Port Sandwich and Lamap - a land time has forgotten

Martin and Elizabeth Bevan
Thu 6 Aug 2015 22:58

Position           Port Sandwich and Lamap, SE Malakula

Date                Monday 3 to Thursday 6 August 2015


From Port Sandwich to Lamap is a robust 45 minute walk or a bone shattering 15 minute truck ride.  There are times when walking is easier.  Its links with outside world are by truck over rough tracks to Norsup in the North, truck and local boat to the islands or the luxury of plane from Lamap International (Joke, it is a grass strip).  Life appears to have stopped 35 years ago on independence.  It is reminiscent of descriptions of what England must have been like thirty five years after the Romans departed.


The track up to Lamap, on of the better bits of surface


Everywhere there are derelict buildings.  In 1980, the year of independence Lamap had generators and power.  The generator was taken away two years after independence to be used somewhere else and there is a general air of waiting for it to magically reappear.  It becomes easier to understand how the cargo cult was dreamt up, waiting for the Americans of WWII to reappear and drop things from the sky.


Looking around we recall the observation from a village elder in Erromango last year that perhaps Vanuatu got its independence 25 years too early and before there could be a larger well administered input of investment in infrastructure and training.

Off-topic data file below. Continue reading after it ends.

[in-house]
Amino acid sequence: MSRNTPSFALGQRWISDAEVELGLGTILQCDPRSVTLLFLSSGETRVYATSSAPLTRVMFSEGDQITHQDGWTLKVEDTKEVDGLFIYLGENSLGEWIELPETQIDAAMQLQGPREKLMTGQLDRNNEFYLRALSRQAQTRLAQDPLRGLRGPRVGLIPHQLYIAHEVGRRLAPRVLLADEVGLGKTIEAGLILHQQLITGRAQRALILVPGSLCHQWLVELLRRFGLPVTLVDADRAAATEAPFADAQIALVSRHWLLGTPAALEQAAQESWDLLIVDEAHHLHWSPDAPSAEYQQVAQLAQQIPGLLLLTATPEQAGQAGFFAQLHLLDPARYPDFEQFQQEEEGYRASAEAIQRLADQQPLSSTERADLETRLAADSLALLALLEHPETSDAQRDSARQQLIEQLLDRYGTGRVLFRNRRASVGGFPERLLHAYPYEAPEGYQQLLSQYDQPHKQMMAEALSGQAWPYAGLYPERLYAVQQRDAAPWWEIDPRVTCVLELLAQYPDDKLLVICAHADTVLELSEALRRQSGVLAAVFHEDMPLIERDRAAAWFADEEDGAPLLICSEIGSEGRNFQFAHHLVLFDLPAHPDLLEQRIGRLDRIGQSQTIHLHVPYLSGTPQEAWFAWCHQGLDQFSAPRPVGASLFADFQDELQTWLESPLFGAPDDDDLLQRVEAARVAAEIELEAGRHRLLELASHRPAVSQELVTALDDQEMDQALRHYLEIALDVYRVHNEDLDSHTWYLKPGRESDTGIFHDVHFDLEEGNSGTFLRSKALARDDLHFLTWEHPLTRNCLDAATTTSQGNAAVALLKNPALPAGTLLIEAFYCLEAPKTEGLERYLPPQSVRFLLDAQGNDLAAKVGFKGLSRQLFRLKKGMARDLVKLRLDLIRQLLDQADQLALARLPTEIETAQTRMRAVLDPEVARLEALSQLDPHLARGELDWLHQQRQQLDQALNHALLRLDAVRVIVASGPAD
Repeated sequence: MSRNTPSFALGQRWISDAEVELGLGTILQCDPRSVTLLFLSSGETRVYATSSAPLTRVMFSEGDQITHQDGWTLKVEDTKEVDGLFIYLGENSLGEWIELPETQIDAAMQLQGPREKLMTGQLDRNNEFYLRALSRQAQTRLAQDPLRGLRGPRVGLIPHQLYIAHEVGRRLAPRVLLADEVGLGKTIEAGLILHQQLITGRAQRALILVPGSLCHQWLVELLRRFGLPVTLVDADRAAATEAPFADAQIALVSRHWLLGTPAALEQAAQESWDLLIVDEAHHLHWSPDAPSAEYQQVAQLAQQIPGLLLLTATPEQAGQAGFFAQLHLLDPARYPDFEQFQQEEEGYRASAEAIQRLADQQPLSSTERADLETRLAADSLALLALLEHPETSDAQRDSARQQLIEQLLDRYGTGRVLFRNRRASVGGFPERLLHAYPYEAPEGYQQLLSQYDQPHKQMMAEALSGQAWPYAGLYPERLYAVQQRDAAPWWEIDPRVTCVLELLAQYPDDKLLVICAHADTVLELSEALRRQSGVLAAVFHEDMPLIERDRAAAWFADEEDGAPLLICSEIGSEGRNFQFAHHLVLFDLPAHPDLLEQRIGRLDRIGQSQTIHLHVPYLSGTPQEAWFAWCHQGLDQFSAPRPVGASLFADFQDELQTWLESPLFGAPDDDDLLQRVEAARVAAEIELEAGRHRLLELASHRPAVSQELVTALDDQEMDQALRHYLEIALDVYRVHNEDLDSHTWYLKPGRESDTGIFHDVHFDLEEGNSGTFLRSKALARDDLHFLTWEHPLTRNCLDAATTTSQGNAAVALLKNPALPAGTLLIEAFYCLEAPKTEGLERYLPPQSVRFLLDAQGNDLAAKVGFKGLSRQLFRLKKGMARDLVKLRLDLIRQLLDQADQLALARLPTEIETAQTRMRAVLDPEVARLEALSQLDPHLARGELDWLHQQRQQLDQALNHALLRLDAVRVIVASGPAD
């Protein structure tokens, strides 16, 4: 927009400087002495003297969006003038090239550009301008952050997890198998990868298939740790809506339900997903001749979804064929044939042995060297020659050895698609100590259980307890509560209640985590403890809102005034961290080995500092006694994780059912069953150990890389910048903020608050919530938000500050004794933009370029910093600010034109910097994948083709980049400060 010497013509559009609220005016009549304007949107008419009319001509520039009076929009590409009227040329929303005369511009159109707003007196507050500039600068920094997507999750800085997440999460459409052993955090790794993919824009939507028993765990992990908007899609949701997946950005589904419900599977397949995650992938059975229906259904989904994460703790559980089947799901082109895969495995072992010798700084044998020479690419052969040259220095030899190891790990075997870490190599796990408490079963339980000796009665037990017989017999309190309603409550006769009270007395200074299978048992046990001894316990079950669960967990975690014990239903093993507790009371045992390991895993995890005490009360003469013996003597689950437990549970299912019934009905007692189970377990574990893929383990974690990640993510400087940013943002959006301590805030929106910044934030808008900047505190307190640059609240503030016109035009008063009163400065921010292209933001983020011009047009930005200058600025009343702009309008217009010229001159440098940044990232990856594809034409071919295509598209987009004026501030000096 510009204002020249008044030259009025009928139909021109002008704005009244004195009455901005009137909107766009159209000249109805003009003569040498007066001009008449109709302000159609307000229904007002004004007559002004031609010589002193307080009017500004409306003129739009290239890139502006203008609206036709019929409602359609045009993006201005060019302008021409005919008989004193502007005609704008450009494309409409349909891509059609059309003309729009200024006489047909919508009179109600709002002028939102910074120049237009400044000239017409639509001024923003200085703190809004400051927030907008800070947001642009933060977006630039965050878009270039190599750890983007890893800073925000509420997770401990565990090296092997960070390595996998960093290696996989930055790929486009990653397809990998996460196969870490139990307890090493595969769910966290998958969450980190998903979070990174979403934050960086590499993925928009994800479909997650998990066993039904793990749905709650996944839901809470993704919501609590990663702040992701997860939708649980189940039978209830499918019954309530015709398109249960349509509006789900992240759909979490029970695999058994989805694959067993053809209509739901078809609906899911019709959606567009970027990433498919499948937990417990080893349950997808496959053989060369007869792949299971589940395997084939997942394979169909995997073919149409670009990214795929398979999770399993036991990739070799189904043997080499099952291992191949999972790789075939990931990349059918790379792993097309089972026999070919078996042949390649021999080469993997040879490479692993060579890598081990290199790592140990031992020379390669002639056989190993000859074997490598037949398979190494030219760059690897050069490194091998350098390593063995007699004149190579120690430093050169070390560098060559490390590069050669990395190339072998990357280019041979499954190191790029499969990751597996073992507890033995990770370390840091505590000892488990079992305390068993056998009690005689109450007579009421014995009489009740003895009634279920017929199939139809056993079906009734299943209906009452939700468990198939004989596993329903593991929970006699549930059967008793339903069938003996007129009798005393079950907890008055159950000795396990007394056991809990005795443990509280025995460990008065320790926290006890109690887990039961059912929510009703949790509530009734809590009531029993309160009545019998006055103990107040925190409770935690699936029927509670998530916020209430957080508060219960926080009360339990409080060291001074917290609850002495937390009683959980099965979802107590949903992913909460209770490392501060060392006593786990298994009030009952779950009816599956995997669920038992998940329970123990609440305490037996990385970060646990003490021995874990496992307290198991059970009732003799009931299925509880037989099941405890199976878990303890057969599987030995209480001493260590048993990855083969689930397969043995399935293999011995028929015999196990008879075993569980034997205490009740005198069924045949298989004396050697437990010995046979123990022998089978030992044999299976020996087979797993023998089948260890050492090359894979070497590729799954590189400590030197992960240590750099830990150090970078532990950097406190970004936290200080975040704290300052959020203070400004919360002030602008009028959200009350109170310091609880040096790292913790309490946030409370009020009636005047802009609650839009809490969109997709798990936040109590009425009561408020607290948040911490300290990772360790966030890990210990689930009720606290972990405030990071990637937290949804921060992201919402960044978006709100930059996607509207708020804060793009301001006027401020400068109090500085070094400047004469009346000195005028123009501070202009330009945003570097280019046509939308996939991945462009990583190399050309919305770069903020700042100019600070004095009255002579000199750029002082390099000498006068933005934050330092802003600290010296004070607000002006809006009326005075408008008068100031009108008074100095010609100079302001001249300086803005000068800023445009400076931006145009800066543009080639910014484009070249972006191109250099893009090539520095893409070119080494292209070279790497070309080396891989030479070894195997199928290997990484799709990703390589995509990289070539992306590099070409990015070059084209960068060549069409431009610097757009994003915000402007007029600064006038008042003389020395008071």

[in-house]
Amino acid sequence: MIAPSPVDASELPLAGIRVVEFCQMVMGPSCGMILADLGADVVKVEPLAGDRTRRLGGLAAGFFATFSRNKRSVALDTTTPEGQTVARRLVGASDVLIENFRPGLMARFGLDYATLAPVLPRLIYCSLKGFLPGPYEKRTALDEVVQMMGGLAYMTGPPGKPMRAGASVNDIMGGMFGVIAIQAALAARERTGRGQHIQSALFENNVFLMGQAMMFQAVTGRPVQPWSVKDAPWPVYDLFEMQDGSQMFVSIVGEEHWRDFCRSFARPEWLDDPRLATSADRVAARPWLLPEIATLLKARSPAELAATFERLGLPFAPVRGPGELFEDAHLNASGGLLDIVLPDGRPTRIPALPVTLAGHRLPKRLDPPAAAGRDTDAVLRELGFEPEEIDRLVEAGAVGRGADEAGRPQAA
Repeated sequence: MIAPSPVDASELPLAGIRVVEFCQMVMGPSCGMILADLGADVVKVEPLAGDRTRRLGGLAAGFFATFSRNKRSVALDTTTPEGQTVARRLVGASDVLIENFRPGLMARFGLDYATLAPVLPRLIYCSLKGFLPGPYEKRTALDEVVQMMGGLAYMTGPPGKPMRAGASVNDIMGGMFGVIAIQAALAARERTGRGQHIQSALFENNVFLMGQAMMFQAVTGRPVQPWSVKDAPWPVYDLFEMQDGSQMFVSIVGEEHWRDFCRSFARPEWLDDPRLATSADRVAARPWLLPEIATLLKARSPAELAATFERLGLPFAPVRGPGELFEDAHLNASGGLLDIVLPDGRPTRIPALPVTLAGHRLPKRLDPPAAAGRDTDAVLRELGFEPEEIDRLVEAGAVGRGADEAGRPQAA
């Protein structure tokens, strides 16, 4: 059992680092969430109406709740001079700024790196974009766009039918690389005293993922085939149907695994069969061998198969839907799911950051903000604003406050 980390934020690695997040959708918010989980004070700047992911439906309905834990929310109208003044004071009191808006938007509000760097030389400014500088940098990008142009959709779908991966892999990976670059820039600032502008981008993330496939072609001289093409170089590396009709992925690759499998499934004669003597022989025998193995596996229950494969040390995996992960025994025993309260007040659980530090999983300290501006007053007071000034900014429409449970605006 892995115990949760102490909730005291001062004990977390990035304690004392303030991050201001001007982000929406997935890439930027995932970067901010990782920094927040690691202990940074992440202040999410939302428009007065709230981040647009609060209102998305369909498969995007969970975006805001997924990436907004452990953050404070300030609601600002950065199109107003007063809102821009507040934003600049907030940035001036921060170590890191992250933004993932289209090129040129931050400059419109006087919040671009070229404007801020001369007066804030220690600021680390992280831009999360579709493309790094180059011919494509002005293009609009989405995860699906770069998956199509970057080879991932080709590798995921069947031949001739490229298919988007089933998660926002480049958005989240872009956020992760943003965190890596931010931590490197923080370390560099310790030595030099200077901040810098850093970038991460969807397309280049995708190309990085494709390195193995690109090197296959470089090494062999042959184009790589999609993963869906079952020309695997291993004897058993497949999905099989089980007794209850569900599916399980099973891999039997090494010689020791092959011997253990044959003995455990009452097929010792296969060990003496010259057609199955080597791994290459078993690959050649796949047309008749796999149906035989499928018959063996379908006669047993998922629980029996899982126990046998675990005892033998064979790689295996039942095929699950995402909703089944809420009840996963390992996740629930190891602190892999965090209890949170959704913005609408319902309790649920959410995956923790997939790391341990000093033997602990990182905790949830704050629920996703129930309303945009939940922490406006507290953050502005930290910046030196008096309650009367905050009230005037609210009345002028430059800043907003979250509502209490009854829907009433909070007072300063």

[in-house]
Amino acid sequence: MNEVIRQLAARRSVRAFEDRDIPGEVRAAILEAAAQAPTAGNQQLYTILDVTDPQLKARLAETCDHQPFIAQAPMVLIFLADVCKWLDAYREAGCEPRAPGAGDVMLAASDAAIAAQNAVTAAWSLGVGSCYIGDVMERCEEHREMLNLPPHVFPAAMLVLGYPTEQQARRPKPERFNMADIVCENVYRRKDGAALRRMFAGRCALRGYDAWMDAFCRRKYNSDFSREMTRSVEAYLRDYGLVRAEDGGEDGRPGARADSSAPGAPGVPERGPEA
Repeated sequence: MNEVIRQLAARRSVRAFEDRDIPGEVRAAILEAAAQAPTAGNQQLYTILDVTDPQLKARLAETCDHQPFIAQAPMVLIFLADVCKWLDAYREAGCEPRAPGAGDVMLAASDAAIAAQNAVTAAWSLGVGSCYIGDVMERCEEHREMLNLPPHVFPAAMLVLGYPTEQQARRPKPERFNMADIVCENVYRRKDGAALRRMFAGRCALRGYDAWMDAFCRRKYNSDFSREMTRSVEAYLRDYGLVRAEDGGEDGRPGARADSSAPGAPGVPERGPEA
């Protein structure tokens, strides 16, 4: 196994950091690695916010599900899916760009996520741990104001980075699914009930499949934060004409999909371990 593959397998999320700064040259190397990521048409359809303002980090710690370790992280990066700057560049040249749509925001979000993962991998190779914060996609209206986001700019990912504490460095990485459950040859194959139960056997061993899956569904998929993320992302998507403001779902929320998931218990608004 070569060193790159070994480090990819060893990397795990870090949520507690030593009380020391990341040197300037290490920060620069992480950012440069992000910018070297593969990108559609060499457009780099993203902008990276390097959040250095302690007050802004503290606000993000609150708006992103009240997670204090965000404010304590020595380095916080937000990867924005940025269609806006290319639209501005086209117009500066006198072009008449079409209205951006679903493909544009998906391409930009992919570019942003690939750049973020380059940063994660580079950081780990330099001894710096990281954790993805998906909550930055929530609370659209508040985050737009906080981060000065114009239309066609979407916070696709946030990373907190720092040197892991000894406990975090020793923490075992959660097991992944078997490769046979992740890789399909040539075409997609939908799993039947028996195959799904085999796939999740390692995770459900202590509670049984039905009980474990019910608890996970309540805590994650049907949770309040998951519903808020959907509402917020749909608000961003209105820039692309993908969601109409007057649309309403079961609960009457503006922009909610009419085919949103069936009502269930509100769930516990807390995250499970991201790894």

The geography of the country being spread over so many islands, the diverse cultures and native languages, a lack of modern infrastructure, no major source of external trading income  and the manoeuvring of government policy to reflect regularly changing strong individual island loyalties make it difficult to envisage a way forward for the country.  At a grass roots level outside of the capital island the people appear content with their lot and work hard at their traditional ways of subsistence living whilst the rest of the busy world passes them by.


Everywhere you look are the shells of derelict buildings.  Part of this complex was the police station.  Note also the remnants of a power distribution pole and insulators on the left


The abandoned remains of a full blown industrial bakery are reminiscent of a sculpture park


The generator shed


The community and surrounding villages seem to manage perfectly well in their own inimitable Vanuatu style having very much returned to their own form of island living based on subsistence farming and the use of natural materials.  There is employment in the copra industry and a thriving cattle rearing operation.  The community appears wealthier overall than the Maskelyne Islands, possibly due to the income generated from employment in the local industry.  Solar panels are sprouting outside houses and huts and mobile phones abound so money is coming from somewhere.


I will deal with the Health Centre in the next posting.